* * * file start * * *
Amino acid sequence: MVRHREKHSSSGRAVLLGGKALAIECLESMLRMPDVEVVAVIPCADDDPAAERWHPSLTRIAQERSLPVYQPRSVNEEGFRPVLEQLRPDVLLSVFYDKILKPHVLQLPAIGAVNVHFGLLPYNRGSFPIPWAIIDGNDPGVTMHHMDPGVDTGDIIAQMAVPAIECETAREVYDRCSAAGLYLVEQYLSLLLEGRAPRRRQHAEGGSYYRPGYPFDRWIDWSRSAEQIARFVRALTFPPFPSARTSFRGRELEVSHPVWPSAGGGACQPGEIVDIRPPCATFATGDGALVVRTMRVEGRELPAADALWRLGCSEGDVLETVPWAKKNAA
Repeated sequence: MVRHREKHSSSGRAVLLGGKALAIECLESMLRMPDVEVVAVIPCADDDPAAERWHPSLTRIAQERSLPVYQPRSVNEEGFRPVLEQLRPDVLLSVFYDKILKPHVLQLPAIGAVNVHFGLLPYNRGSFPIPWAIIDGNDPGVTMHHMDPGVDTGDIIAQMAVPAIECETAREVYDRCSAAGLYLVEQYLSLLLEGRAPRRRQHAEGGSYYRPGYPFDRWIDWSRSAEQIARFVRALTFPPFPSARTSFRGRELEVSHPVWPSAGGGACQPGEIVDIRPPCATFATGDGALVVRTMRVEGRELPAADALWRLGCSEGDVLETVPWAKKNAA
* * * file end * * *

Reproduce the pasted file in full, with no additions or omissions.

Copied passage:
Amino acid sequence: MVRHREKHSSSGRAVLLGGKALAIECLESMLRMPDVEVVAVIPCADDDPAAERWHPSLTRIAQERSLPVYQPRSVNEEGFRPVLEQLRPDVLLSVFYDKILKPHVLQLPAIGAVNVHFGLLPYNRGSFPIPWAIIDGNDPGVTMHHMDPGVDTGDIIAQMAVPAIECETAREVYDRCSAAGLYLVEQYLSLLLEGRAPRRRQHAEGGSYYRPGYPFDRWIDWSRSAEQIARFVRALTFPPFPSARTSFRGRELEVSHPVWPSAGGGACQPGEIVDIRPPCATFATGDGALVVRTMRVEGRELPAADALWRLGCSEGDVLETVPWAKKNAA
Repeated sequence: MVRHREKHSSSGRAVLLGGKALAIECLESMLRMPDVEVVAVIPCADDDPAAERWHPSLTRIAQERSLPVYQPRSVNEEGFRPVLEQLRPDVLLSVFYDKILKPHVLQLPAIGAVNVHFGLLPYNRGSFPIPWAIIDGNDPGVTMHHMDPGVDTGDIIAQMAVPAIECETAREVYDRCSAAGLYLVEQYLSLLLEGRAPRRRQHAEGGSYYRPGYPFDRWIDWSRSAEQIARFVRALTFPPFPSARTSFRGRELEVSHPVWPSAGGGACQPGEIVDIRPPCATFATGDGALVVRTMRVEGRELPAADALWRLGCSEGDVLETVPWAKKNAA